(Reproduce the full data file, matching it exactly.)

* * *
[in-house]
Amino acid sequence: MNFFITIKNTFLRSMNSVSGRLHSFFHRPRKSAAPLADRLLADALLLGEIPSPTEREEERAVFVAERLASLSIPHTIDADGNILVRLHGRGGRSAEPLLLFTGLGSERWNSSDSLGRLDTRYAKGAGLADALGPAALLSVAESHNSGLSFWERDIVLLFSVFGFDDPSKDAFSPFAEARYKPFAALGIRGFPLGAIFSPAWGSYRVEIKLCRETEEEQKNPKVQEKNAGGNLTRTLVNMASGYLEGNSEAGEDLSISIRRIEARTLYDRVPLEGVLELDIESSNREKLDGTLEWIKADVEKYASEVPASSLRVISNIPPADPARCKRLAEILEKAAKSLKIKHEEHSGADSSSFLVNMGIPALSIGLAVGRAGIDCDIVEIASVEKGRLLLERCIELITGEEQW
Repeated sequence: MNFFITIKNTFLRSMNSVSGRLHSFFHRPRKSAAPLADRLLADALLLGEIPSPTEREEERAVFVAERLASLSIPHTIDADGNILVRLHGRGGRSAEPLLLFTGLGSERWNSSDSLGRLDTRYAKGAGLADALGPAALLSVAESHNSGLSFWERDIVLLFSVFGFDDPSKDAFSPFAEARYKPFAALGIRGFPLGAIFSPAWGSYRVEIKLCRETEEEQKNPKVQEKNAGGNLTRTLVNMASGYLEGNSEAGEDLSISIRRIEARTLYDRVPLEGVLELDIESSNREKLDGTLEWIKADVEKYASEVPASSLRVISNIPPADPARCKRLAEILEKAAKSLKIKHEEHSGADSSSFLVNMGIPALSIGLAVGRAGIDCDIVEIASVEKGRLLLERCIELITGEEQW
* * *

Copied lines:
[in-house]
Amino acid sequence: MNFFITIKNTFLRSMNSVSGRLHSFFHRPRKSAAPLADRLLADALLLGEIPSPTEREEERAVFVAERLASLSIPHTIDADGNILVRLHGRGGRSAEPLLLFTGLGSERWNSSDSLGRLDTRYAKGAGLADALGPAALLSVAESHNSGLSFWERDIVLLFSVFGFDDPSKDAFSPFAEARYKPFAALGIRGFPLGAIFSPAWGSYRVEIKLCRETEEEQKNPKVQEKNAGGNLTRTLVNMASGYLEGNSEAGEDLSISIRRIEARTLYDRVPLEGVLELDIESSNREKLDGTLEWIKADVEKYASEVPASSLRVISNIPPADPARCKRLAEILEKAAKSLKIKHEEHSGADSSSFLVNMGIPALSIGLAVGRAGIDCDIVEIASVEKGRLLLERCIELITGEEQW
Repeated sequence: MNFFITIKNTFLRSMNSVSGRLHSFFHRPRKSAAPLADRLLADALLLGEIPSPTEREEERAVFVAERLASLSIPHTIDADGNILVRLHGRGGRSAEPLLLFTGLGSERWNSSDSLGRLDTRYAKGAGLADALGPAALLSVAESHNSGLSFWERDIVLLFSVFGFDDPSKDAFSPFAEARYKPFAALGIRGFPLGAIFSPAWGSYRVEIKLCRETEEEQKNPKVQEKNAGGNLTRTLVNMASGYLEGNSEAGEDLSISIRRIEARTLYDRVPLEGVLELDIESSNREKLDGTLEWIKADVEKYASEVPASSLRVISNIPPADPARCKRLAEILEKAAKSLKIKHEEHSGADSSSFLVNMGIPALSIGLAVGRAGIDCDIVEIASVEKGRLLLERCIELITGEEQW